Many years ago we developed a wonderful friendship with a couple who actually met because of their mutual love for sea glass. And now they are happily married! We were honored when they asked us to make jewelry (with their sea glass, of course) for their minister and wedding attendants.
The couple have been collecting and selling beautiful, genuine sea glass for years. They sell their sea glass to sea glass jewelry artisans all over the country, including my husband and myself. We love them, trust them and we are fortunate that they offer us beautiful and rare sea glass gems to supplement what we find in our own travels.
Some of our favorite sea glass treasures from these friends are beautiful rounded, aqua chunks from their secret beach (Sssh! We have never asked them about it, and if we did they wouldn’t tell us anyway.) These beautiful pieces are from old electrical insulators and we have had fun making and selling some stunning sea glass jewelry creations with these antique sea glass gems.
Eventually I became curious to discover a bit more about these old electrical insulators, the source of the large, thick and rounded sea glass we use in some of our sea glass jewelry creations. Here is a brief overview of why and when these thick, heavy pieces of glass were used.
It all started with the invention of electricity and the advent of the telegraph and telephone systems for communication in the early 20th century. During the expansion of rural electrification, telegraph and telephone poles were erected all over the country to carry the wires needed for communication. The railroad system also expanded and poles were erected to handle the electricity for the needed signaling safety devices.
Electrical insulators were used to attach the wires to the cross arms at the top of the poles. There is an indentation area all around the top of the insulator where the wires were attached and the entire insulator, also called a “glass bell” would sit on the top of a wooden or metal peg, called a pin. The pins sat on the cross arm (like a “T”) on the top of the pole. The electrical insulators were made of glass or porcelain because both are non conducting materials. Not only did the glass bell serve as the attachment point for the electrical wires it also acted as an insulator to prevent passage or leakage of electric current during transmissions.
At the time, glass was widely used for this purpose mostly because it was less expensive to produce than porcelain. The production of glass electrical insulators flourished beginning in the early 1920s. Hundreds of glass factories all over the country produced these insulators, alongside their normal glass products. One of the most well-known and prolific glass electrical insulator companies was the Hemingray Company with plants in Ohio, Kentucky and Indiana. The electrical insulator shown in my photograph is one of the most common, the Hemingray 42, called the Double Petticoat, 24 0z. It was used on telegraph poles and is a threaded design that was developed for a more secure fit.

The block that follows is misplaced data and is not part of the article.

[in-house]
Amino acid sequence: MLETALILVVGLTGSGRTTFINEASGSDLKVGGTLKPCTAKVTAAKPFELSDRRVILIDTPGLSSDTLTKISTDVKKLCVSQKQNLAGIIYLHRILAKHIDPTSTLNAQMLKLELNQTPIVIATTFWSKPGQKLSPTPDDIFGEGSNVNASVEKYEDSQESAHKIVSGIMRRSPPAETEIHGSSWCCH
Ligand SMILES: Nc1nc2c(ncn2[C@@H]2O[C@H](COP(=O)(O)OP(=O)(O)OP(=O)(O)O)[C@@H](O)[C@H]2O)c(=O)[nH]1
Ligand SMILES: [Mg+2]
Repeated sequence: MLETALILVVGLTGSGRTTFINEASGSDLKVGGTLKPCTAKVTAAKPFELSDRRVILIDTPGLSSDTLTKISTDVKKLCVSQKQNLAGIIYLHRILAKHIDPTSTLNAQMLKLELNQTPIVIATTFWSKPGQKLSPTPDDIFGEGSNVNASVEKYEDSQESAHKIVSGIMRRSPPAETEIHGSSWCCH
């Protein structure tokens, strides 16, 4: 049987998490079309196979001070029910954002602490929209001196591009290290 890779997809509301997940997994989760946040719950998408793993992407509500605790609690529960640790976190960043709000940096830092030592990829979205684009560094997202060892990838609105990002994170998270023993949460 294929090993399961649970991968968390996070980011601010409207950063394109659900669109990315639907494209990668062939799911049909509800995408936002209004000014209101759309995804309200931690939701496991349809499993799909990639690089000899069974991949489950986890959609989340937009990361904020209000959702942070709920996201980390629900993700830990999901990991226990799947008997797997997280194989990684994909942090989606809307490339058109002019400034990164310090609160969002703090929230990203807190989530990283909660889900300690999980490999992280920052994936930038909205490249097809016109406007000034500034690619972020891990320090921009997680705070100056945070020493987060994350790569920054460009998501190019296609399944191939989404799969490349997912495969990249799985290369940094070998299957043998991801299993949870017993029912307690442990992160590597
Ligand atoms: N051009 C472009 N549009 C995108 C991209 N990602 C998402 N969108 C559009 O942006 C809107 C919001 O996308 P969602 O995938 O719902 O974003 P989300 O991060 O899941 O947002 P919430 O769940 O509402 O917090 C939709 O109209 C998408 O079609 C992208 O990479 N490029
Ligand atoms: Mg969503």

Many styles and shapes of electrical insulators were developed including petticoats, drip points, shirt styles and wire grooves. Also many colors were produced including amber, cobalt blue, olive green and royal purple. These are now highly prized finds on ebay and other marketplaces. There is a serious collecting community interested in glass electrical insulators in rare colors and styles.
My aqua electrical insulator is not a collector piece because it is one of the most common colors, other than clear. According to Collectors Weekly “…clear and aqua shades are considered generic because they result from natural iron content present in most glass making materials (aka sand).”
It seems ironic now that, aqua, one of the most sought after colors in the sea glass world, was considered ordinary when the glass insulator was in its original form. I have read that the aqua glass electrical insulators were manufactured using inexpensive, glass cullet (basically cheap, broken bottle glass, made with ordinary sand containing lots of iron). It is the iron that contributes to the aqua coloration.
It’s always interesting to know how something once so common has become so exceptional. What I believe, today, is that my sea glass insulator gems, found by my friends on their secret (shhh!) beach are beautiful, scarce and priceless. As any sea glass appreciator knows, the beauty and value of sea glass today is not in what the glass was originally worth. The value is what it is worth now, after surviving 50, 60 or more years tumbling in the ocean with rocks, pebbles and sand, becoming conditioned by dehydration and time. Then there’s the erratic chance that a piece of sea glass this beautiful ends up on a beach to be found by the person who is meant to find it. Now that’s a miracle of fate. And romantic!
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